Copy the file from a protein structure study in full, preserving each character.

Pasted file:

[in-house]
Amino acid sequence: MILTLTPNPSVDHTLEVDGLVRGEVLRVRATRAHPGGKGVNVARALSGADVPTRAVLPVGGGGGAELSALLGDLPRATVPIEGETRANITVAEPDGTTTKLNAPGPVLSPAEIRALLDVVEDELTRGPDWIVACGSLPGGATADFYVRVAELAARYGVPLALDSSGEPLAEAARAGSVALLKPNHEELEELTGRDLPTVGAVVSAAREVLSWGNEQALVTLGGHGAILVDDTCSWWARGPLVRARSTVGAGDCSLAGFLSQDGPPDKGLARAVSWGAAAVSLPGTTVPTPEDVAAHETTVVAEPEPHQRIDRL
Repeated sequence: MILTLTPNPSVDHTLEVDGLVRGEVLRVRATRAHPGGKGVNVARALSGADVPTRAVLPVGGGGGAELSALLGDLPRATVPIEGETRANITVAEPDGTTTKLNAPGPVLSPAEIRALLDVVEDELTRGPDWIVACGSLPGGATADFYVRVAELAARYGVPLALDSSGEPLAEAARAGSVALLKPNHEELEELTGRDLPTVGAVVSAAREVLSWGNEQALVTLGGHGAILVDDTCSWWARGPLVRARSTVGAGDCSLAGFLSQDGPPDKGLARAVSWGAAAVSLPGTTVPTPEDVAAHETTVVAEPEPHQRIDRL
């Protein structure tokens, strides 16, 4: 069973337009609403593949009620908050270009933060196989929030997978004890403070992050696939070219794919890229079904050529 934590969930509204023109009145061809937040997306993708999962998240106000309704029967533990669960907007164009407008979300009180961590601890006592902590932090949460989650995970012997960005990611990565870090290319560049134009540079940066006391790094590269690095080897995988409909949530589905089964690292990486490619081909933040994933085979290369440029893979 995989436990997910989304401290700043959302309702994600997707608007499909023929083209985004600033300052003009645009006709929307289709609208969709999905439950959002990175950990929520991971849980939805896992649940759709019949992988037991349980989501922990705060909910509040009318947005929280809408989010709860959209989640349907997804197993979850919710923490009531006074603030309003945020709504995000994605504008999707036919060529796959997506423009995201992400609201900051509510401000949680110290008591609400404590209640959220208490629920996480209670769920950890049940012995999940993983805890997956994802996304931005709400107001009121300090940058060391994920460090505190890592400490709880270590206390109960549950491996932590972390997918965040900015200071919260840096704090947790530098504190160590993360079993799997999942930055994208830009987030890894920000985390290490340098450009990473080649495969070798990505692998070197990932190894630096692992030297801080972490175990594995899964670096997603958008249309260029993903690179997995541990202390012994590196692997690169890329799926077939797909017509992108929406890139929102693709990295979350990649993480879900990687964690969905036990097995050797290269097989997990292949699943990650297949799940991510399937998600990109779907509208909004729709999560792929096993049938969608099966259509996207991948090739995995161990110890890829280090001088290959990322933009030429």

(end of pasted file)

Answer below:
[in-house]
Amino acid sequence: MILTLTPNPSVDHTLEVDGLVRGEVLRVRATRAHPGGKGVNVARALSGADVPTRAVLPVGGGGGAELSALLGDLPRATVPIEGETRANITVAEPDGTTTKLNAPGPVLSPAEIRALLDVVEDELTRGPDWIVACGSLPGGATADFYVRVAELAARYGVPLALDSSGEPLAEAARAGSVALLKPNHEELEELTGRDLPTVGAVVSAAREVLSWGNEQALVTLGGHGAILVDDTCSWWARGPLVRARSTVGAGDCSLAGFLSQDGPPDKGLARAVSWGAAAVSLPGTTVPTPEDVAAHETTVVAEPEPHQRIDRL
Repeated sequence: MILTLTPNPSVDHTLEVDGLVRGEVLRVRATRAHPGGKGVNVARALSGADVPTRAVLPVGGGGGAELSALLGDLPRATVPIEGETRANITVAEPDGTTTKLNAPGPVLSPAEIRALLDVVEDELTRGPDWIVACGSLPGGATADFYVRVAELAARYGVPLALDSSGEPLAEAARAGSVALLKPNHEELEELTGRDLPTVGAVVSAAREVLSWGNEQALVTLGGHGAILVDDTCSWWARGPLVRARSTVGAGDCSLAGFLSQDGPPDKGLARAVSWGAAAVSLPGTTVPTPEDVAAHETTVVAEPEPHQRIDRL
């Protein structure tokens, strides 16, 4: 069973337009609403593949009620908050270009933060196989929030997978004890403070992050696939070219794919890229079904050529 934590969930509204023109009145061809937040997306993708999962998240106000309704029967533990669960907007164009407008979300009180961590601890006592902590932090949460989650995970012997960005990611990565870090290319560049134009540079940066006391790094590269690095080897995988409909949530589905089964690292990486490619081909933040994933085979290369440029893979 995989436990997910989304401290700043959302309702994600997707608007499909023929083209985004600033300052003009645009006709929307289709609208969709999905439950959002990175950990929520991971849980939805896992649940759709019949992988037991349980989501922990705060909910509040009318947005929280809408989010709860959209989640349907997804197993979850919710923490009531006074603030309003945020709504995000994605504008999707036919060529796959997506423009995201992400609201900051509510401000949680110290008591609400404590209640959220208490629920996480209670769920950890049940012995999940993983805890997956994802996304931005709400107001009121300090940058060391994920460090505190890592400490709880270590206390109960549950491996932590972390997918965040900015200071919260840096704090947790530098504190160590993360079993799997999942930055994208830009987030890894920000985390290490340098450009990473080649495969070798990505692998070197990932190894630096692992030297801080972490175990594995899964670096997603958008249309260029993903690179997995541990202390012994590196692997690169890329799926077939797909017509992108929406890139929102693709990295979350990649993480879900990687964690969905036990097995050797290269097989997990292949699943990650297949799940991510399937998600990109779907509208909004729709999560792929096993049938969608099966259509996207991948090739995995161990110890890829280090001088290959990322933009030429």